To see this, we first note that \(b- \hat{r}\) represents the distance beyond which the nutrient at the boundary can no longer penetrate the tissue, a quantity that should be approximately independent of the size of the tumour when the spheroid is large. Hence, posing the asymptotic ansatz \(\hat{r}(t) \sim b(t) - \hat{r}_0 + o(1)\) as \(b(t)\rightarrow \infty \) for some as-yet-undetermined constant \(\hat{r}_0\), solving for the roots of Eq. (B4) gives

to leading order, which simply gives \(\hat{r}_0 = \sqrt{2Dc_{\infty }/\lambda } = \sqrt{2}L\). Hence, for large spheroids, we have that \(\hat{r}(t) \sim b(t) - \sqrt{2}L\). Inserting this approximate expression into Eq. (B3), setting \(r=B(t)\), and evaluating the integral of Eq. (B6) yield

which has leading-order steady states \(b= 0\) and

redefining the nutrient-limited steady state in this context for notational convenience. It is clear that only the nonzero steady state can be consistent with the asymptotic analysis, so that the only admissible steady state scales with \(c_{\infty }/\hat{c}\), which may readily become large for sufficiently low thresholds for tissue necrosis. Further, inspecting the form of the approximate dynamics highlights that this steady state is linearly stable, consistent with the negative feedback present between tumour size and nutrient availability within the spheroid, the balance of which gives rise to this nutrient-limited steady state.

This steady-state solution also gives the approximate steady-state value of \(\hat{r}(t)\), which we see is related to the system parameters simply as \(\hat{r}\sim \sqrt{2}L(c_{\infty }/\hat{c}- 1)\). Approximating the radius of the necrotic core by \(\hat{r}\), valid in the large-\(b_{N}^{*}\) limit, the fraction of the tumour volume occupied by the necrotic core is approximately

Perhaps counter-intuitively, a decrease in the necrosis threshold results in an increase in the proportion of necrotic tissue at steady state. However, this is easily reconciled upon noting that the tumour radius at steady state is greatly increased by the change in this parameter, whilst the perfused rim of the spheroid remains at an approximately constant thickness.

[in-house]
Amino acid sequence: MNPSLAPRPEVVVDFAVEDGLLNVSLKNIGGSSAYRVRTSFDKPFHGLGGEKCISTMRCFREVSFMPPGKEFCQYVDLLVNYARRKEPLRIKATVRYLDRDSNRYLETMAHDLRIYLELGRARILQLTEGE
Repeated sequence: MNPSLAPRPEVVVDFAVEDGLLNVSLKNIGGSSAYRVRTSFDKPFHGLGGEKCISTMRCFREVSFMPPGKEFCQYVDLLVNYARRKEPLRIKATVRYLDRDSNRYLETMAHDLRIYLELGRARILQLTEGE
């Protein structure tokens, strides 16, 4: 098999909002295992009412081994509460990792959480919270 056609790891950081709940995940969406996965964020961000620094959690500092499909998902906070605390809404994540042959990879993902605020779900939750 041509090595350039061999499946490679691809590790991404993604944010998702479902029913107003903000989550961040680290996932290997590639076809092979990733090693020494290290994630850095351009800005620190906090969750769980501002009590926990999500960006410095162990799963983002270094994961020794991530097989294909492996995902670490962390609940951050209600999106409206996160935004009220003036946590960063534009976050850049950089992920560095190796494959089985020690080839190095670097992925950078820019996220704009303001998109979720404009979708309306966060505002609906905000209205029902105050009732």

In order to illustrate the validity of our approximate solution for the steady dynamics, particularly the tumour radius at steady state, we numerically solve the exact ODEs governing the evolution of material points in this partially perfused tumour, showcasing a sample exploration in Fig. 12. Remarkably, even for the \(b(t)< 4L\) attained in this example, we see very good agreement between the asymptotically predicted steady state \(b_{N}^{*}\) and the numerically computed evolution, with agreement naturally improving in parameter regimes with larger steady states (i.e. those with reduced \(\hat{c}/c_{\infty }\)). From Fig. 12b, we note the distinct composition of the spheroid at steady state when compared to the nutrient-rich tumour of Fig. 3, with a large region devoid of nutrient present in this case and the necrotic region occupying a larger proportion of the spheroid.

Additionally, with the identified steady states having been functions of only the ratio \(\hat{c}/c_{\infty }\) and the diffusive lengthscale *L*, we illustrate the normalised nonzero steady states across the admissible range of \(\hat{c}/c_{\infty }\) in Fig. , including the asymptotic results of this section, the exact results of Sect. 3.1, and numerically computed steady states. From this, we observe precise agreement between the numerical results and the expression of Sect. 3.1, valid for \(b\le \hat{b}\), whilst the asymptotic results of this section are seen to retain substantial accuracy even for moderately sized steady states, which lie outside the regime of asymptotic validity.